The International Coalition for Children of Incarcerated Parents (INCCIP) was also present during the prisoner family conference. A group came together during a panel discussion on necessary steps to moving forward on issues primarily based around the children of imprisoned parents and potential ways to spread awareness about the detriment to the child and ways to strengthen families. Though I was unable to attend the meeting I did learn about INCCIP’s first annual 2017 Conference in New Zealand at their exhibit booth. Since issues affecting children with a parent in prison are transnational, INNIP has recognized the value in connecting individuals, families and organizations worldwide. To learn more about INCCIP’s mission and programs, view their intro video.
During my first day at the conference, I was excited to meet Camp David of the Ozark founders, Benjamin and Grace Smith. Their website reads: “Camp David of the Ozarks is a 501c3 non-profit Christian summer scholarship camp uniquely designed to meet the needs of children of prisoners. Children of prisoners are often considered the most at risk youth in America. We have found that a week of camp can play a significant role in giving these children a better future. Located in Rolla, Mo, Camp David began as a small rustic camp in 2004, and has steadily grown since. But camp isn’t just for the kids, each summer we have over 100 volunteers who cook meals, wash dishes, help with crafts, play games, and are just there for the kids. So come join our team in giving hope to children of prisoners!” I spoke briefly with Benjamin and Grace about their camp and my hopes to produce a documentary in 2017/2018 on the affects on children with a parent in prison, and perhaps even build the film around their camp. I feel that camps like Camp David of the Ozark where children can come together and not feel so alone, is a wonderful way to reduce the emotional impact these children are feeling everyday because of incarceration.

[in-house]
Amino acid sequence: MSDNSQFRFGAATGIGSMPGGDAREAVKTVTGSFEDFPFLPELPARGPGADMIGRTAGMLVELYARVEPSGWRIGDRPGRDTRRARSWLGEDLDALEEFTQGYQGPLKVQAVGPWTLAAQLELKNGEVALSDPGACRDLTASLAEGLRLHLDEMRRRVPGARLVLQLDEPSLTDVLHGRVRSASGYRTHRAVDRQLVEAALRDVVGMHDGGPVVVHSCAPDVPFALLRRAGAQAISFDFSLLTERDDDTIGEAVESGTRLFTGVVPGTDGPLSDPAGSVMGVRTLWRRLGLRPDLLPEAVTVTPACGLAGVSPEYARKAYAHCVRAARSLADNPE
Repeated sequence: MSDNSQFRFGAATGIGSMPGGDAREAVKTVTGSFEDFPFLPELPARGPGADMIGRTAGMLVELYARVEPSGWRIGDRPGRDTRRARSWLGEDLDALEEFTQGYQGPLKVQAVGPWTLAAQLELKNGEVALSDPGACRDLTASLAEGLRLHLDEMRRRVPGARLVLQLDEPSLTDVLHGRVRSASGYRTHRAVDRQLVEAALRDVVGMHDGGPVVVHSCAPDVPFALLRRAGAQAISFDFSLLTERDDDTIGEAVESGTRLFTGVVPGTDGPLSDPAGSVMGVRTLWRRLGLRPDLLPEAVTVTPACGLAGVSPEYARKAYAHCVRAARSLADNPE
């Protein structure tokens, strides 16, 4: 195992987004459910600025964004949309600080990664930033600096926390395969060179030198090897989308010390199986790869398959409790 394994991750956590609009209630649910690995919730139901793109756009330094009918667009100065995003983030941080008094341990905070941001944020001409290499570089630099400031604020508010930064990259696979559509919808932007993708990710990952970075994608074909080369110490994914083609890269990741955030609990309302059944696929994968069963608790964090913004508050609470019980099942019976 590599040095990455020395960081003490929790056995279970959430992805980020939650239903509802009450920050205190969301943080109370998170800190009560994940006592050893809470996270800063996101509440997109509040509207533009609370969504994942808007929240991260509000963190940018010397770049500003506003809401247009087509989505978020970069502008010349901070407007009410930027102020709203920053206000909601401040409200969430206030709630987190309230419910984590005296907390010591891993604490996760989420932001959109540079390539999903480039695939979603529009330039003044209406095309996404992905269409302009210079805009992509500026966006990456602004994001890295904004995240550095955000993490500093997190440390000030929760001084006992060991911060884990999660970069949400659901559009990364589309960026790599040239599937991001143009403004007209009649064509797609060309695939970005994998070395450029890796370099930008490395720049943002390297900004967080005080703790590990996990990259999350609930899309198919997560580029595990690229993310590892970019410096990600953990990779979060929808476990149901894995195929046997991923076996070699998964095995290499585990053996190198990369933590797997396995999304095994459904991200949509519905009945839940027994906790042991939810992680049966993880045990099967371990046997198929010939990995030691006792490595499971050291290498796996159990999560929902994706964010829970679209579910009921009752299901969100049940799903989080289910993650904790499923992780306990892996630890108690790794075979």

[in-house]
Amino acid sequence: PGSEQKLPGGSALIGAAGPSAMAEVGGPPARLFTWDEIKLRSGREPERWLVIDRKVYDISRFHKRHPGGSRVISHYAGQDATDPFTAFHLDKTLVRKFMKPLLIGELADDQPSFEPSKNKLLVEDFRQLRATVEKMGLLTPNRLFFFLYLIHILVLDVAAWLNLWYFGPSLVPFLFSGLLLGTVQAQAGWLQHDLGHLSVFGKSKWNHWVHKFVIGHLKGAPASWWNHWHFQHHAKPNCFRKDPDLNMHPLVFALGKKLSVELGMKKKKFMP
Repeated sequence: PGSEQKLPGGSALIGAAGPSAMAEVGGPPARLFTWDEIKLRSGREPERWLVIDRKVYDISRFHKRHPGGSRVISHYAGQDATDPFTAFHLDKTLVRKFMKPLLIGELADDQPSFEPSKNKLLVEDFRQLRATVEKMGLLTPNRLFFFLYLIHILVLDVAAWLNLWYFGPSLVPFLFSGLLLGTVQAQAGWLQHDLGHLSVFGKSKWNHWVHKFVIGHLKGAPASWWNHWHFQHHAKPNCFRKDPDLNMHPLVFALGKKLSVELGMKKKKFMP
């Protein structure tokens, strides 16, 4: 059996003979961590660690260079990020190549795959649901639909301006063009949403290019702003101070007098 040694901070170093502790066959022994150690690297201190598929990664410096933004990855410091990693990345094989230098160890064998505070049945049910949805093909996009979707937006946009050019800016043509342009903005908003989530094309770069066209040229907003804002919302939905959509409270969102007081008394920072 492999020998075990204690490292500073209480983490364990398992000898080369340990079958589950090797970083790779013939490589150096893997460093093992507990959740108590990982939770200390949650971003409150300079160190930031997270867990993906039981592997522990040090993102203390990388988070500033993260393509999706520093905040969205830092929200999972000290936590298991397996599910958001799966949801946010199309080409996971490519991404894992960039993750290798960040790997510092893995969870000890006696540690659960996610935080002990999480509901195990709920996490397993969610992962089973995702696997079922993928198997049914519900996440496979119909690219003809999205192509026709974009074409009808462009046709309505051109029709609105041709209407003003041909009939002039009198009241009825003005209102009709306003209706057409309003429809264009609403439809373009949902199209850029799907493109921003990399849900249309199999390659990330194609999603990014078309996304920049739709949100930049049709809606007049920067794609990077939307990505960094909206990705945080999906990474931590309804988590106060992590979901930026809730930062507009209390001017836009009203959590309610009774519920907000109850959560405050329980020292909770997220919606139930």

One organization that I’m familiar with because I was mailed their “Bill of Rights” while I was in prison, is the San Francisco Children of Incarcerated Parents Partnership (SFCIPP). Though they were unable to attend the conference, they are doing amazing work in the field of mass incarceration and the children it affects. They are a coalition of social service providers, representatives of government bodies, advocates and others who work with or are concerned about children of incarcerated parents and their families. Formed in 2000 under the auspices of the Zellerbach Family Foundation, SFCIPP works to improve the lives of children of incarcerated parents, and to increase awareness of these children, their needs and their strengths. Their life changing Bill of Rights is so powerful I will list it in its entirety. You can also download their brochure for free.
1. I have the right to be kept safe and informed at the time of my parent’s arrest.
Develop arrest protocols that support and protect children.